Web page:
Questions have been raised over the 'bizarrely low', budget for establishing the new super-regulator.
The Department of Health has estimated that streamlining three regulators into the Care Quality Commission will cost£7m over three years. But sources close to the merger have questioned whether this is enough.
One said: 'These figures have raised eyebrows because at first glance they look almost bizarrely low. It's hugely important that the true cost of the merger is properly spelled out.
'We need to know what size of cheque they're writing for any benefits that a merger might deliver.'
The Care Quality Commission will absorb the Healthcare Commission, Commission for Social Care Inspection and Mental Health Act Commission. It will form as a shadow organisation next October and is expected to be fully running by April 2009.
An impact assessment accompanying the Health and Social Care Bill, published last week, predicts transitional costs of running the watchdog or its shadow organisation will be£1m in 2007-08,£2m in 2008-09 and£4m in 2009-10.
These figures are not broken down, but sources fear they will not cover costs such as redundancy payouts for staff restructuring. The Healthcare Commission has already imposed 47 redundancies.
The DoH will also need to invest in a new IT system and salaries for the shadow commission board, expected to have a chief executive, chair, commissioners and directors.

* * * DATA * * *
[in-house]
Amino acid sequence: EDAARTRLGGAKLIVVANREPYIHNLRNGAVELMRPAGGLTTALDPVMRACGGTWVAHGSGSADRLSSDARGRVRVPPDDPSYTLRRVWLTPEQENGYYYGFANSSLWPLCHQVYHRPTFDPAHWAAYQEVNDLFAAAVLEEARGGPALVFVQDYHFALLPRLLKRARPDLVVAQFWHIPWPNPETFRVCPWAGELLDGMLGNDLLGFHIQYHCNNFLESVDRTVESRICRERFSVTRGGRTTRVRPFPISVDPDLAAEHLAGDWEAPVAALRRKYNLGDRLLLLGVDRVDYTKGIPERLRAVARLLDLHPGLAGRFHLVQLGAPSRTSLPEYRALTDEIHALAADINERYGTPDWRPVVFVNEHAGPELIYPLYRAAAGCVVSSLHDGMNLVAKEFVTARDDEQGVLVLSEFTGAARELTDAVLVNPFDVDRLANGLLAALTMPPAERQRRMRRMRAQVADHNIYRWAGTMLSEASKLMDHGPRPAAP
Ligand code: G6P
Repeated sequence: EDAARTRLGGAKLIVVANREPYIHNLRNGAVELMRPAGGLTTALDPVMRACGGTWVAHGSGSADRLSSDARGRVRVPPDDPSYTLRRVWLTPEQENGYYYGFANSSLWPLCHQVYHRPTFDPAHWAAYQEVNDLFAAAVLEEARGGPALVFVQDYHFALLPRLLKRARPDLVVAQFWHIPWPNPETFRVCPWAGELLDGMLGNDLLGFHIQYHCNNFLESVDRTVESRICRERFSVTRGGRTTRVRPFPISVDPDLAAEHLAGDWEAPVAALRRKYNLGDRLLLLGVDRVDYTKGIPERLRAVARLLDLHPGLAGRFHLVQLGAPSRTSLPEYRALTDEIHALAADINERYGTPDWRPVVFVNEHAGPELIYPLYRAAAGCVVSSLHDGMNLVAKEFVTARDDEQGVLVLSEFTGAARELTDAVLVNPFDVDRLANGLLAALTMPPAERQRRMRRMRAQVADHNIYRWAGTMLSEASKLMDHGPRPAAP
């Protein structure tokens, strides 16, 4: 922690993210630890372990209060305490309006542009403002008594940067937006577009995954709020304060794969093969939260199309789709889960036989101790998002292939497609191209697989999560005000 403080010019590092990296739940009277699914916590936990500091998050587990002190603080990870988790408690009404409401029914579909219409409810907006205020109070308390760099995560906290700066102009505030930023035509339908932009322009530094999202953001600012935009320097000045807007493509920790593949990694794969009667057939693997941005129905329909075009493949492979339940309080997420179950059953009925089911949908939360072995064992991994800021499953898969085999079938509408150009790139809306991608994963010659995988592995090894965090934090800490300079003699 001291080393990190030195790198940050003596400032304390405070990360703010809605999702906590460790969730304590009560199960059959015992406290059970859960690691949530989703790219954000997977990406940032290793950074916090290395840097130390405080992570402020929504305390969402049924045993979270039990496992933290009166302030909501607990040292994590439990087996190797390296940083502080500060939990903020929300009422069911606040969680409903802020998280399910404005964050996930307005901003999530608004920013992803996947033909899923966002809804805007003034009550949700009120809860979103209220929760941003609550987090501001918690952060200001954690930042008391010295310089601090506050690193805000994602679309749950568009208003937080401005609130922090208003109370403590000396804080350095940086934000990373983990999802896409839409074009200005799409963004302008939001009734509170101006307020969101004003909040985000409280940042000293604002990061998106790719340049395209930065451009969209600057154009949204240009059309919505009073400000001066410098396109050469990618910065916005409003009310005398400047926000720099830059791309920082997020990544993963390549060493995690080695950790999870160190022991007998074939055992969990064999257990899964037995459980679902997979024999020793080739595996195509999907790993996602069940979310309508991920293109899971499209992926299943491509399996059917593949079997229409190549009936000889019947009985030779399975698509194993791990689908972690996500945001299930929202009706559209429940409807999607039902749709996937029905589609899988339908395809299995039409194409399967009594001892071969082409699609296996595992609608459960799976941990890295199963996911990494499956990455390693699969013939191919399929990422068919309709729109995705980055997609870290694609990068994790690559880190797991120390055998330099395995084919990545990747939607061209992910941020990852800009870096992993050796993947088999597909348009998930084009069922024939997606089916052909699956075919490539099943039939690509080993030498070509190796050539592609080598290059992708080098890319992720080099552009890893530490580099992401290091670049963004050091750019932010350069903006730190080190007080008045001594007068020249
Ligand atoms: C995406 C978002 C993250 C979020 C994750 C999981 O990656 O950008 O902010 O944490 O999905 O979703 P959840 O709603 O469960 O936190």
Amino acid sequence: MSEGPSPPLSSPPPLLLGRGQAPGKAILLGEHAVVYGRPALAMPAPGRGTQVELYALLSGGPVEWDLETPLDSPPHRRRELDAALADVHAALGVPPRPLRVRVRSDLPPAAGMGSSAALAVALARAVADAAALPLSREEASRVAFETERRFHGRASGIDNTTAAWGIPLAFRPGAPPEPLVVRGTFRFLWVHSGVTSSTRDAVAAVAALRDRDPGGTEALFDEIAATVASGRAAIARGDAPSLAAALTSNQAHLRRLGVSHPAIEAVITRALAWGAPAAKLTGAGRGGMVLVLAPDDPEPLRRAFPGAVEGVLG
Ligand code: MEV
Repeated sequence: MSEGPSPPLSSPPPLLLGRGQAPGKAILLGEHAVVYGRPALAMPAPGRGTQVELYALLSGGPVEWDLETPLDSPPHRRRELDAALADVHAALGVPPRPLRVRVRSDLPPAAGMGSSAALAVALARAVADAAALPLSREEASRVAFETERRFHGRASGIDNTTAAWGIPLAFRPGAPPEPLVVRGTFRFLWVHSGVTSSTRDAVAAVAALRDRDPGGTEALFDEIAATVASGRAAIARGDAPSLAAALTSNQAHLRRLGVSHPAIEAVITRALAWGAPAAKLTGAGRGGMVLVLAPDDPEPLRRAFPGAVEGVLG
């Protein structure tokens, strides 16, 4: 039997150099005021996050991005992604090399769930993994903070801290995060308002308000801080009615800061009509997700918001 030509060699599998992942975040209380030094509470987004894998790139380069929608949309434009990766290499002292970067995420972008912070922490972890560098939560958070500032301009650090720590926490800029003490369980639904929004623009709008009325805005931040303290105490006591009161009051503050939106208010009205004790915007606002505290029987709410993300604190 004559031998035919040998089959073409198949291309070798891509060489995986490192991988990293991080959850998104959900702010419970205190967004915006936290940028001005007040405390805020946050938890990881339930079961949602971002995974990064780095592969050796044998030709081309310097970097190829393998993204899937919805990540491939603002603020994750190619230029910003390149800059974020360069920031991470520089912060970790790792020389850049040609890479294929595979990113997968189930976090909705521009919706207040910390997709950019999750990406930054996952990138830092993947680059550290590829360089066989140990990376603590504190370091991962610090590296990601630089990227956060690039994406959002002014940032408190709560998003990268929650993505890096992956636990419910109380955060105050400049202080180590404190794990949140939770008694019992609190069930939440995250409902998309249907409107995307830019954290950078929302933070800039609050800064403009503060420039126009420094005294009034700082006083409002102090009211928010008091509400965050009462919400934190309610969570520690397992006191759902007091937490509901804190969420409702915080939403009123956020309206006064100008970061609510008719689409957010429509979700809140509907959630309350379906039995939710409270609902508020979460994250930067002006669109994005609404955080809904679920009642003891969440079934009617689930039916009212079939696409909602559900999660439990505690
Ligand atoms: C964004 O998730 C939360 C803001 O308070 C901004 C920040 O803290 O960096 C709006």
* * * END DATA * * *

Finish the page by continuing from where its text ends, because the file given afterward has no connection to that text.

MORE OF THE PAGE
HSJ understands a DoH 'establishment board', has been created to oversee the changes and is also likely to require funding. Smaller groups are working on different aspects of the transition.
Additional funding will be needed for the existing regulators to carry out any pilot work requested by the shadow organisation.
Fitting out new premises, or moving the three regulators into one building, could be another cost.
The DoH claims the merger will save up to£41m over three years by centralising head office, infrastructure and support services costs.
A spokesman said the£7m included IT, building space, recruitment processes and appointing a chair and non-executive directors.
In a separate move to focus regulation more on outcomes than processes, a consultation has been launched on the Comprehensive Area Assessment replacing the Comprehensive Performance Assessment for local authorities in 2009. The CAA will assess the quality of life for people living in a particular area, drawing evidence from bodies including councils and health organisations.